The skies over the U.S. alone play host to more than 87,000 flights per day — in fact, there are around 5,000 planes over the country at any given moment, according to the National Oceanic and Atmospheric Association.
That's just in the U.S. Now, imagine what the dizzying webs of air traffic must look like across the entire globe.
Here it is, in one image.
The European Space Agency has a little satellite that documents planes flying across the globe. The Gom-X-3 has been in space for the last six months picking up on signals from millions of planes, according to the ESA.
The satellite's job is to keep an eye on aircraft entering European airspace and record information about how fast they're traveling, where they are in space and at what altitude they're flying.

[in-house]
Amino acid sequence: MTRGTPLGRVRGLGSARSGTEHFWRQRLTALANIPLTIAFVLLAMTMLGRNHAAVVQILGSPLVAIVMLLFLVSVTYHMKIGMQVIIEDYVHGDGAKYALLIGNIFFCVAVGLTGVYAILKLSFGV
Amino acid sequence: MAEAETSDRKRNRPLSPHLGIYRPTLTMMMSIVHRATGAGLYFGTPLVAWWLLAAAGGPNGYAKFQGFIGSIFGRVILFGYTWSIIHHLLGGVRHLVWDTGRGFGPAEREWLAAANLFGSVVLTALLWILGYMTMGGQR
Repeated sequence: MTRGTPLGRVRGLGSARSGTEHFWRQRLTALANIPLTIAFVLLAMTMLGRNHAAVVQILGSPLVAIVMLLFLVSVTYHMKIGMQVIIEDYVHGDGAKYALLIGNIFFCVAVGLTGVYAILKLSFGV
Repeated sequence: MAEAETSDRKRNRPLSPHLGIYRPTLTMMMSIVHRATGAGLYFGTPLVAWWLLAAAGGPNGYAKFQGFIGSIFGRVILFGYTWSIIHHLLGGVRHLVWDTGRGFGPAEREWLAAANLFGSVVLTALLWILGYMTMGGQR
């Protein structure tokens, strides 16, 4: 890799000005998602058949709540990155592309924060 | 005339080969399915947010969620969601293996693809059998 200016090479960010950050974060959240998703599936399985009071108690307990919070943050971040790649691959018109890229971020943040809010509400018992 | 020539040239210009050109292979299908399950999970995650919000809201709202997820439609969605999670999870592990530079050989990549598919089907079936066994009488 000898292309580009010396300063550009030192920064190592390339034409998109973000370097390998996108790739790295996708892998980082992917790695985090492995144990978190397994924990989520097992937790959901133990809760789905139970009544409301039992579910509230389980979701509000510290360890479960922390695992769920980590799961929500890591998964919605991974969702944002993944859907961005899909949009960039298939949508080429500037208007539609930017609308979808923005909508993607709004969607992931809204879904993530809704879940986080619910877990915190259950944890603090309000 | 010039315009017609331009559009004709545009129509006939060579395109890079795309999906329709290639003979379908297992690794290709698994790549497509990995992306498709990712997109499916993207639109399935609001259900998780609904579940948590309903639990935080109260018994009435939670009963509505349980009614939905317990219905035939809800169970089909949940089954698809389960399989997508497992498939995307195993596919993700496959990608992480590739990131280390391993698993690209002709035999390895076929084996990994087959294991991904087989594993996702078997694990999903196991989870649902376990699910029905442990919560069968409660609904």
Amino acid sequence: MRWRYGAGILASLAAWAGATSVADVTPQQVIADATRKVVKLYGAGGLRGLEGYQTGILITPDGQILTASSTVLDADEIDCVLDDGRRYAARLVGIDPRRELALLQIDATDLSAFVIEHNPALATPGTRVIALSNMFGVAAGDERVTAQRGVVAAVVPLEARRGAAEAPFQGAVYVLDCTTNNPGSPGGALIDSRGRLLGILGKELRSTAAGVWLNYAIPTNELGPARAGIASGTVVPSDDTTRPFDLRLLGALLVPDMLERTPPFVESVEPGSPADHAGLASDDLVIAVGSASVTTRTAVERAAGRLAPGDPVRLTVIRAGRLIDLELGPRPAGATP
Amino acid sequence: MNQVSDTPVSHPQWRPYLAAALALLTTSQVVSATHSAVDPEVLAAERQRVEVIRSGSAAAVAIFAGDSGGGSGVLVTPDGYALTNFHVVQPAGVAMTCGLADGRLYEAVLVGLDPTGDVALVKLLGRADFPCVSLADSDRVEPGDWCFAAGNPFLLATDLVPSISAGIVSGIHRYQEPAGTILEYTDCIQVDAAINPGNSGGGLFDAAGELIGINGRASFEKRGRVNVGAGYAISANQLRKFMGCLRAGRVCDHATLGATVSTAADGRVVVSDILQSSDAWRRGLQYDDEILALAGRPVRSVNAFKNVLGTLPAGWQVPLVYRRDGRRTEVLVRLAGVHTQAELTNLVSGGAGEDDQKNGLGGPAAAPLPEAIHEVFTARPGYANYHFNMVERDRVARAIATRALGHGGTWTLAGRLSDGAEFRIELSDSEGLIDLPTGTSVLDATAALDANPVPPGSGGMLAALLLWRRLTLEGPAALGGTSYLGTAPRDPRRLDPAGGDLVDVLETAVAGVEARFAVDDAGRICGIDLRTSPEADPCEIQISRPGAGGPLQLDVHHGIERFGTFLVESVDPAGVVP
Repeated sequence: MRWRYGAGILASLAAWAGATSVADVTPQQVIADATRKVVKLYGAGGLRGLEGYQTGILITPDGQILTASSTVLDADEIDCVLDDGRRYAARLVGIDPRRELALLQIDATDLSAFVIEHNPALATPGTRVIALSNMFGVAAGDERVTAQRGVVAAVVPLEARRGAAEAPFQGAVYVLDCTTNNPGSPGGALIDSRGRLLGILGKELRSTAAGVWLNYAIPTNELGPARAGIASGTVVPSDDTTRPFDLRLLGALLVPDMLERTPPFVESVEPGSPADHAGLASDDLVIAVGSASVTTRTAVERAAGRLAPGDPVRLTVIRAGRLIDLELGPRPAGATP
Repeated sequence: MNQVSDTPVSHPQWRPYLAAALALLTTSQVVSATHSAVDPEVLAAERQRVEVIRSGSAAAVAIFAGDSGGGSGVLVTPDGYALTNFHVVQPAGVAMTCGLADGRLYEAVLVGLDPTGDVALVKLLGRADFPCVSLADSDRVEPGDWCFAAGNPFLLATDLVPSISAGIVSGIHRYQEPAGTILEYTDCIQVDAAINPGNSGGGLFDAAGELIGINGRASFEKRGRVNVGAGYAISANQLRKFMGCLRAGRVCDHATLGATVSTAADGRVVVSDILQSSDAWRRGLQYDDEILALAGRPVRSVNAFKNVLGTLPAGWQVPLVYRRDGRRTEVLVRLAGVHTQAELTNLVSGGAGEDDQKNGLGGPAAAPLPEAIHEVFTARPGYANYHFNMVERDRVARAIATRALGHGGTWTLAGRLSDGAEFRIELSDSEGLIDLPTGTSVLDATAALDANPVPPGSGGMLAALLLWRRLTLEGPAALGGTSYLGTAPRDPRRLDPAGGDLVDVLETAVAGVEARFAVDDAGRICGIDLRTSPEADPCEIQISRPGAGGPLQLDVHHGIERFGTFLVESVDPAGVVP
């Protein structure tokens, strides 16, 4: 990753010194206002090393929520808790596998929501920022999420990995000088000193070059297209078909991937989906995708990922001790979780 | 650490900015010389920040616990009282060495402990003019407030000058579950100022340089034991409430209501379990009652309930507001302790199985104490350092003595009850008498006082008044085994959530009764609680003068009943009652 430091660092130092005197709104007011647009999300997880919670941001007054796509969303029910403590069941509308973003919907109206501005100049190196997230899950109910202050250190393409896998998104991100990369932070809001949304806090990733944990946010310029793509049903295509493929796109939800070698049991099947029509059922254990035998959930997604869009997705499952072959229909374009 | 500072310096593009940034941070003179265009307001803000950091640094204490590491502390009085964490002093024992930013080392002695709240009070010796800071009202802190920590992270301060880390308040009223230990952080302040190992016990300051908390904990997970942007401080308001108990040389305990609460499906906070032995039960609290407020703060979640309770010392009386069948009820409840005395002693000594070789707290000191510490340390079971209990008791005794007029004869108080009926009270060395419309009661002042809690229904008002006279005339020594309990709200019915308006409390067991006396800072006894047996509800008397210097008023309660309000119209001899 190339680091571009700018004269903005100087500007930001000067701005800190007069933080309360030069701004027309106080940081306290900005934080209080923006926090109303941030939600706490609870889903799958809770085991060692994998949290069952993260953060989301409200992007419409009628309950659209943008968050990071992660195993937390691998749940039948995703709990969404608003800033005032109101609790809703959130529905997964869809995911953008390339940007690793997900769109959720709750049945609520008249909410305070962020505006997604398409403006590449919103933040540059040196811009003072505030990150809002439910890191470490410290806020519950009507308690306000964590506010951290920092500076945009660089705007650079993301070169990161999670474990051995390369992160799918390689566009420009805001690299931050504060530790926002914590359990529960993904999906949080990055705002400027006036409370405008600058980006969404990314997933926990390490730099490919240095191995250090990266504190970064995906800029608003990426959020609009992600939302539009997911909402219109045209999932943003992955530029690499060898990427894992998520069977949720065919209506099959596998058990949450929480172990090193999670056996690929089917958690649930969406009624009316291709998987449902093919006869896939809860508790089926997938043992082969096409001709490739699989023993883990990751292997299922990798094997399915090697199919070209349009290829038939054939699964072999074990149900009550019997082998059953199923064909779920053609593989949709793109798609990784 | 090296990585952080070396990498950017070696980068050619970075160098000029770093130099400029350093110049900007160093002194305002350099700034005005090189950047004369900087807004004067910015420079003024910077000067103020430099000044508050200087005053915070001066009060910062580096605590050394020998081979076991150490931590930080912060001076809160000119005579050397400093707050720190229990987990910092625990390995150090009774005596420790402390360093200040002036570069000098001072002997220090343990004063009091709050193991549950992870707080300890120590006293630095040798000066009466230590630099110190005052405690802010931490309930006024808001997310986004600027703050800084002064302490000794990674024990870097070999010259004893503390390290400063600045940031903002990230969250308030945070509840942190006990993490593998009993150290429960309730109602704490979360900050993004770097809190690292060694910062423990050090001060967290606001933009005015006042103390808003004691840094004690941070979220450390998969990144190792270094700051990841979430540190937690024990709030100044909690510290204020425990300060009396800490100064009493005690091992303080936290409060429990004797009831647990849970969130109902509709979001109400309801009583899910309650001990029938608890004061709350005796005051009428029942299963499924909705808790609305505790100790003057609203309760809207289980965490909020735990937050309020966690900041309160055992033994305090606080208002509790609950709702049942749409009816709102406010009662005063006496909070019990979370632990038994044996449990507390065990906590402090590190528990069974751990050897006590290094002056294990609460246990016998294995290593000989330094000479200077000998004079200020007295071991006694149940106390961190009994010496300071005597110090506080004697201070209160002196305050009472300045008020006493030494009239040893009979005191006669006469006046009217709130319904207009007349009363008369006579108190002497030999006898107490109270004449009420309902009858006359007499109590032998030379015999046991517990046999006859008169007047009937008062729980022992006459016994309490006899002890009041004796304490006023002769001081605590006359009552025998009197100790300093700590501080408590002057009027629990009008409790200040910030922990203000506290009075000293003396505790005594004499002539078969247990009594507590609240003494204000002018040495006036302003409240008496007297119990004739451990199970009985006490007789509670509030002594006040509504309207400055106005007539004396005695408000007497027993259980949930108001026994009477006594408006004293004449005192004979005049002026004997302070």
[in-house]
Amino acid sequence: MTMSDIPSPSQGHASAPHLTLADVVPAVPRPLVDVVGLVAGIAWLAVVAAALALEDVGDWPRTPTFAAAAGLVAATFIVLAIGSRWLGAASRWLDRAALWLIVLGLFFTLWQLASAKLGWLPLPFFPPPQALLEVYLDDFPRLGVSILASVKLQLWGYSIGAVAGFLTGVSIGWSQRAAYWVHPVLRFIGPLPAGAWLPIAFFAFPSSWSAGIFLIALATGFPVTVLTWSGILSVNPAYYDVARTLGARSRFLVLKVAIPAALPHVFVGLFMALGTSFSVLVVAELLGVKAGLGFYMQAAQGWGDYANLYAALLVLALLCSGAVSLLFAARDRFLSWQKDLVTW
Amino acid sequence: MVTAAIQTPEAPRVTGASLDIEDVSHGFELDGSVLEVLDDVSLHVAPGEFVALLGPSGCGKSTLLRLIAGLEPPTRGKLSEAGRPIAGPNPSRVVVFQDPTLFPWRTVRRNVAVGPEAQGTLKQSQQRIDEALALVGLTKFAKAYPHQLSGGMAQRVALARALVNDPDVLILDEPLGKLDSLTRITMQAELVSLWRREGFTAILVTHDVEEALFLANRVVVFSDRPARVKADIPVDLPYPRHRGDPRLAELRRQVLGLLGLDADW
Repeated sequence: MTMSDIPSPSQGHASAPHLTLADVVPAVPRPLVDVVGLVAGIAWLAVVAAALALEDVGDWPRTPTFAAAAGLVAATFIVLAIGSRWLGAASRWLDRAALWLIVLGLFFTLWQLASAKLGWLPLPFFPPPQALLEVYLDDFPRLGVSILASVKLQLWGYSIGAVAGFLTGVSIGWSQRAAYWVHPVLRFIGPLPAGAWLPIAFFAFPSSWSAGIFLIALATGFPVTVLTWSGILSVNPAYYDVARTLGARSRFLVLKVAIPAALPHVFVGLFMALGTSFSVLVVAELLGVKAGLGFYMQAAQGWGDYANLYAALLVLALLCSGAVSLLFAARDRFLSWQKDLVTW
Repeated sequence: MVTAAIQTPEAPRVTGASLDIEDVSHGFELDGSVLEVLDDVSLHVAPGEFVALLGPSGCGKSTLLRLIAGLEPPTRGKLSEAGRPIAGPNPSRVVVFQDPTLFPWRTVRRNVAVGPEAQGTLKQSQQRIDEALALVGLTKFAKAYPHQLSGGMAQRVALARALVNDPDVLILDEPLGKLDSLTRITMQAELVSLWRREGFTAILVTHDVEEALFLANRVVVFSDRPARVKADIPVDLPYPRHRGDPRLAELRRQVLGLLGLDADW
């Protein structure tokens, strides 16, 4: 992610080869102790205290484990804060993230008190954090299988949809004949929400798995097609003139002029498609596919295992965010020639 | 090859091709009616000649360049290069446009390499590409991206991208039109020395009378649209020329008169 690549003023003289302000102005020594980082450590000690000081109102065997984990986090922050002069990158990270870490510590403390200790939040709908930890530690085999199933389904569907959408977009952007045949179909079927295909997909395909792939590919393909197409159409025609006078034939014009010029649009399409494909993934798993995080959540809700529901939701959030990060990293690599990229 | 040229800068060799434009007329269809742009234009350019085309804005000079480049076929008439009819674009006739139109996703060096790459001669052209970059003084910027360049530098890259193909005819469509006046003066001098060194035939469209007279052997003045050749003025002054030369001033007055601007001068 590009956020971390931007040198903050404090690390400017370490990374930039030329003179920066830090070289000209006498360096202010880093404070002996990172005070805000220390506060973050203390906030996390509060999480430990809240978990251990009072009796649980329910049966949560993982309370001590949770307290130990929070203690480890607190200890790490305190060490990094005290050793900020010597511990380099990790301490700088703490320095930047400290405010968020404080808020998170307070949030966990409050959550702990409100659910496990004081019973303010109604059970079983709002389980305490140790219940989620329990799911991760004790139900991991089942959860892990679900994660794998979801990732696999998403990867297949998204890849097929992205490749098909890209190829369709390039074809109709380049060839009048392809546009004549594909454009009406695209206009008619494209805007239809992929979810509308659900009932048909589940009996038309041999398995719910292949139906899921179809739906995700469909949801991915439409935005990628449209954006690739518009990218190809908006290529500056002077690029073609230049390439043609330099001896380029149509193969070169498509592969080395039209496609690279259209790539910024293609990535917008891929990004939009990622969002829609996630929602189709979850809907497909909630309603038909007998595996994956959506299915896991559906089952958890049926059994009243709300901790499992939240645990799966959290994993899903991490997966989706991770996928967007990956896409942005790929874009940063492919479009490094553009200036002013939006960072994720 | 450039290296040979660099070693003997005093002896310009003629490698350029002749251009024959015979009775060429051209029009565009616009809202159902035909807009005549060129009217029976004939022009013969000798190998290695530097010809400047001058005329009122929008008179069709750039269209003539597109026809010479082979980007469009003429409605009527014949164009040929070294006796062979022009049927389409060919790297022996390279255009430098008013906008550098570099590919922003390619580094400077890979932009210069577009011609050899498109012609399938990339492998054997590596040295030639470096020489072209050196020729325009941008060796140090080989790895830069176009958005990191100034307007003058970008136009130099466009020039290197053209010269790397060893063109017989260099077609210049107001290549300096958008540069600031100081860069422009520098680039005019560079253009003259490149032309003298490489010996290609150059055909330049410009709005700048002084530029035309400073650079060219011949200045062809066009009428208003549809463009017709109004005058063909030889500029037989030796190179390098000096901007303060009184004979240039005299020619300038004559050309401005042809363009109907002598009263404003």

The neon green shows where planes were located over the six-month period.
There's even more we're not seeing. Not all aircraft currently have automatic dependent broadcast surveillance — the signal that the Gom-X-3 uses to capture data about a given plane — so this is a limited view into how much air traffic crosses the planet. The ESA says it expects all aircraft passing through Europe to have ADB-S soon.